STYLE: Roots/Acoustic RATING OUR PRODUCT CODE: 13700-4328 LABEL: Independent FORMAT: CD Album ITEMS: 1
Reviewed by Tony Cummings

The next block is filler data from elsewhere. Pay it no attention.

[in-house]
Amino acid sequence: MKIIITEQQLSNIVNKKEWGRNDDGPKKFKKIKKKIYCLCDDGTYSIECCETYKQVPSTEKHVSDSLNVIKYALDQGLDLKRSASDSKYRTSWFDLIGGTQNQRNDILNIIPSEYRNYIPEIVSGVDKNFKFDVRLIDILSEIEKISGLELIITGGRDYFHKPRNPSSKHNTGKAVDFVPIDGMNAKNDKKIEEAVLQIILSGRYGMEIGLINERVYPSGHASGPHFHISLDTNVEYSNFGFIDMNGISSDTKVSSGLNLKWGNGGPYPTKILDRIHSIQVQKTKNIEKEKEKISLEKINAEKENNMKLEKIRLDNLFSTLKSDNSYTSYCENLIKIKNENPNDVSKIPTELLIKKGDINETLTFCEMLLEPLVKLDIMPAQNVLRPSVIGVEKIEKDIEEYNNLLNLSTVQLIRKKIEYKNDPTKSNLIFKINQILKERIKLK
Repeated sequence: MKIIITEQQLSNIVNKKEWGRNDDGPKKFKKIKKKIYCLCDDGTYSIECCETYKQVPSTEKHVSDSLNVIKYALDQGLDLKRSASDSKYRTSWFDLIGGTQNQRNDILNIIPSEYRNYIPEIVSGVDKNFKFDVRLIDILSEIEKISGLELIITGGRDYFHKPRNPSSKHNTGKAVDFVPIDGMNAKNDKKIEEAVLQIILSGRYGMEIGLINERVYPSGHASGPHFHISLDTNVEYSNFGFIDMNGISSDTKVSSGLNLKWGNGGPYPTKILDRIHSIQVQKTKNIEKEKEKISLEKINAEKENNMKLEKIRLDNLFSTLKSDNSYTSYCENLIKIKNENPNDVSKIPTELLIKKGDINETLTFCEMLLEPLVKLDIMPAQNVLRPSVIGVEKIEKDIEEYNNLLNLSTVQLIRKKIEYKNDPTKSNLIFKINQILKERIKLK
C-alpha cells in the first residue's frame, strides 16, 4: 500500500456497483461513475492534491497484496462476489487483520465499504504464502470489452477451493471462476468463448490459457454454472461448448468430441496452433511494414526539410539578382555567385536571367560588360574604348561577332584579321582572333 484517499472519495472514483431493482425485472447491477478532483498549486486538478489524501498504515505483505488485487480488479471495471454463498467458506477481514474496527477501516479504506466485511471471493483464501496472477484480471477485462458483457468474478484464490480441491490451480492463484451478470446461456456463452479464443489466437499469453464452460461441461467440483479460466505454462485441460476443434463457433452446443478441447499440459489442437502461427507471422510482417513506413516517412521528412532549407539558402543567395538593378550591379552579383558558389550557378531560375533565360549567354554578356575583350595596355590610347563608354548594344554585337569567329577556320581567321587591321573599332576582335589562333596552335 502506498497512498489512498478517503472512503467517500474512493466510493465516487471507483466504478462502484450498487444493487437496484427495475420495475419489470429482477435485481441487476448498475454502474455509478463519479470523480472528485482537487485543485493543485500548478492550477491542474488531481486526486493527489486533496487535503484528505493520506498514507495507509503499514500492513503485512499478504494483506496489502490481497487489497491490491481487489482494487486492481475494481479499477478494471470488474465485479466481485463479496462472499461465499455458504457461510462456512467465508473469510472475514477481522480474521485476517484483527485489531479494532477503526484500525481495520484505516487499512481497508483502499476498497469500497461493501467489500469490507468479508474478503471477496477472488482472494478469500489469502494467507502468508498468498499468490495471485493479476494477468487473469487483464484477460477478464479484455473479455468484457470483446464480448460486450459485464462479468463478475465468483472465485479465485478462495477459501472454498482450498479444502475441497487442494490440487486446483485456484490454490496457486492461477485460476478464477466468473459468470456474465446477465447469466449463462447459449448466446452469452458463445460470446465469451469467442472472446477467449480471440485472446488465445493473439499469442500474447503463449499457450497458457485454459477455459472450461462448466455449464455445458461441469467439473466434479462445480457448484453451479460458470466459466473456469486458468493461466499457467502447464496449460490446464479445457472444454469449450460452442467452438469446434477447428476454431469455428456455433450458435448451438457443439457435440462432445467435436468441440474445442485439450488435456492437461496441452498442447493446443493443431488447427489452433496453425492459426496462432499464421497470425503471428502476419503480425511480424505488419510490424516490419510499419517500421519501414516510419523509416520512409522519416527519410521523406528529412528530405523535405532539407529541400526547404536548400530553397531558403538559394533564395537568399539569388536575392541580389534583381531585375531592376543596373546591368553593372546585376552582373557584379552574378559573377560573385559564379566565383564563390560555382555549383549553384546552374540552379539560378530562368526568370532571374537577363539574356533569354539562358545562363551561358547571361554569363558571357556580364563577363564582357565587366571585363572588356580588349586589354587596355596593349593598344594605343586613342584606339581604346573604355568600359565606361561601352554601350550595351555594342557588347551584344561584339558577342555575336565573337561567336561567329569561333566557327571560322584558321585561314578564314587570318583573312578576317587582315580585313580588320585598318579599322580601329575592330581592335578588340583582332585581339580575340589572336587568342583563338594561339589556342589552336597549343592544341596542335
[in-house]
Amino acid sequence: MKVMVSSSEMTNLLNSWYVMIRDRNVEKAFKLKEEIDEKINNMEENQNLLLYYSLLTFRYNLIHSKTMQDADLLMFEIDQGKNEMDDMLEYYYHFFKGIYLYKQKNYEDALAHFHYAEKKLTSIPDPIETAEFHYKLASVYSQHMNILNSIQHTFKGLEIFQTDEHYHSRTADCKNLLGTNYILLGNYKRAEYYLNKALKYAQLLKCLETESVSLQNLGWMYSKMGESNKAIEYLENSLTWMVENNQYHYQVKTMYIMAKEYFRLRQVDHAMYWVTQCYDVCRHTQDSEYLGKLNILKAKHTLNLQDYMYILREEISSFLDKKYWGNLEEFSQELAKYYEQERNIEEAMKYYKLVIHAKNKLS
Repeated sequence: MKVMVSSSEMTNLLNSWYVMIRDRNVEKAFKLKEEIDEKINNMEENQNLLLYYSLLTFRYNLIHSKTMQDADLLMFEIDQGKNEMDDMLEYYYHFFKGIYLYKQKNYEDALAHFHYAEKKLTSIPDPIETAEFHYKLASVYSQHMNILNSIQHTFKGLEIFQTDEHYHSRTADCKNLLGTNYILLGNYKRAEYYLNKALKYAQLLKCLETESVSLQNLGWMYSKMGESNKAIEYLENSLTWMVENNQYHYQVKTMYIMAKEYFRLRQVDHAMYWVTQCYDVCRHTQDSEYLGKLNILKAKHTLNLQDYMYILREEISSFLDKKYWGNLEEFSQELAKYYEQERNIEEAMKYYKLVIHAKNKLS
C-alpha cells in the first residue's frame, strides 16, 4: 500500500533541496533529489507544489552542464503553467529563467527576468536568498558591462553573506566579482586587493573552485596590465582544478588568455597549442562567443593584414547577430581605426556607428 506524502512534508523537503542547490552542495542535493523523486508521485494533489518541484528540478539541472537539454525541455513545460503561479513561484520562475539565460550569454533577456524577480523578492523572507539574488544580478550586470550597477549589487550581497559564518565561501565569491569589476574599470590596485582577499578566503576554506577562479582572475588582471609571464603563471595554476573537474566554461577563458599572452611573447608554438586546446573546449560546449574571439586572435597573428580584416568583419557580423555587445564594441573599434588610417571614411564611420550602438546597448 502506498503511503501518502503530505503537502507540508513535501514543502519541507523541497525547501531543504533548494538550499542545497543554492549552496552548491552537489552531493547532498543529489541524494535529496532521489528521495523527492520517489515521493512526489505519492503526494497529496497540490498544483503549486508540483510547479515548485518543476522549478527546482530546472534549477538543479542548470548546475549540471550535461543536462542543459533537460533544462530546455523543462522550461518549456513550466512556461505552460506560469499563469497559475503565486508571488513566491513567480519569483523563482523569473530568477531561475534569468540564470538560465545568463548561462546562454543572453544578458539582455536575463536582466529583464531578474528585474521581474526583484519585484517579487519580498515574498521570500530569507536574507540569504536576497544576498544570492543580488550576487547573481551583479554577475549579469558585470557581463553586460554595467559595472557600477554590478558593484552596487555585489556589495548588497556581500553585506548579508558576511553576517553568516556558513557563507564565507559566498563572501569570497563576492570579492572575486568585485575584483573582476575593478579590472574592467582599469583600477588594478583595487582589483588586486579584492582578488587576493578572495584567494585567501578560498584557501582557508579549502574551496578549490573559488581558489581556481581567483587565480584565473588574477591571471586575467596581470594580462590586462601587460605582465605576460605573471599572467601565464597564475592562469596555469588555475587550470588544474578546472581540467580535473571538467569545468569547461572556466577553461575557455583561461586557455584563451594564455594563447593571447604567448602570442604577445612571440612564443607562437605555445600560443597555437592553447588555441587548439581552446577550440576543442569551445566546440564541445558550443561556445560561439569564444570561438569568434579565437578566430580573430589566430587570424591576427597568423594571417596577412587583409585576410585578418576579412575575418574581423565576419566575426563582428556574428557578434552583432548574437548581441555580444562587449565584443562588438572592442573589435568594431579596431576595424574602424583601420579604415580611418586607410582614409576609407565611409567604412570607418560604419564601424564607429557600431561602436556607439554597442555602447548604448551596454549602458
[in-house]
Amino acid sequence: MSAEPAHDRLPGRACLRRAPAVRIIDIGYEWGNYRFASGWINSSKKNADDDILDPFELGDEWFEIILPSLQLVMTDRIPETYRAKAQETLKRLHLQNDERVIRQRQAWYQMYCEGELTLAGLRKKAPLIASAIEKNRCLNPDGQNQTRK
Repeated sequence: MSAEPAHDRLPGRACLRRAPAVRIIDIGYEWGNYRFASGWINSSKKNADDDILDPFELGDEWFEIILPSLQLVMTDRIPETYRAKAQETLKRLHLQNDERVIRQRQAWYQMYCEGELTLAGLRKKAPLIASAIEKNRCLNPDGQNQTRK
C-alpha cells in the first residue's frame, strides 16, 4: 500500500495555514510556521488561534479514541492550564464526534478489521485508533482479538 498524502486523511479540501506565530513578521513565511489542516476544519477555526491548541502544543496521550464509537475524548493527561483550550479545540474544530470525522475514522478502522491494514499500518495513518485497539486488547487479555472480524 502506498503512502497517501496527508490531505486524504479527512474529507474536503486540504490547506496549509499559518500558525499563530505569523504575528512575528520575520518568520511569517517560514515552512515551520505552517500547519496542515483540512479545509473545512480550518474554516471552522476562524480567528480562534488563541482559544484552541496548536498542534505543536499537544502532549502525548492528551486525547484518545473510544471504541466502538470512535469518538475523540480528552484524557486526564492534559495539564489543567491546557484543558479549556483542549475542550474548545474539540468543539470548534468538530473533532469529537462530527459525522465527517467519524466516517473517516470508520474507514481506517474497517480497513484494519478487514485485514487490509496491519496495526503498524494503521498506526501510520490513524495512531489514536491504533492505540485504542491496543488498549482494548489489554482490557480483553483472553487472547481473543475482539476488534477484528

This album by the veteran Christian folkie originally came out in 2005 and was quickly reviewed by a Cross Rhythms scribe who clearly didn't get Pete's rather idiosyncratic vocals. In retrospect, the criticisms were rather harsh and I've decided to re-review this set from the 60-something folkie. So, with belated apologies to the Northumberland-based singer/songwriter here's a new review. Discounting Pete's projects with '70s bands, I reckon this is the songsmith's 19th album. Phew! The creative elements that have given the grizzled musical veteran are all in place - a genuinely witty and occasionally poetic way with lyrics, some attractive melodies and a taste for song concepts that only a true original would dare tackle. As examples of the latter we have "Regiments", a wander through a parish church where long dead military leaders are still celebrated with plaques and monuments; "The Poverty Of Plenty", a clever swipe at US power preachers who insist on the right to carry guns; and "Nothing Is Only" which muses on the importance of even the most seemingly trivial event or memory. With such a lyricist's gift it's easy to ignore the deficiencies of Pete's voice. Considering Pete's powerful songwriting talent he doesn't need to resort to covers. The fact that there is one here, alongside the 12 Ryder compositions, means that it has to be a very special song. And indeed it is. Sydney Carter's "Friday Morning" given a passionate reading that ensures that unforgettable "it's God they ought to crucify" line hits with all its power. And there are even a few unexpected entrances of a sitar to bring a bit of variety to the folk arrangements. Yep, Pete kept up his creative track record with this release. Don't believe other reviews!
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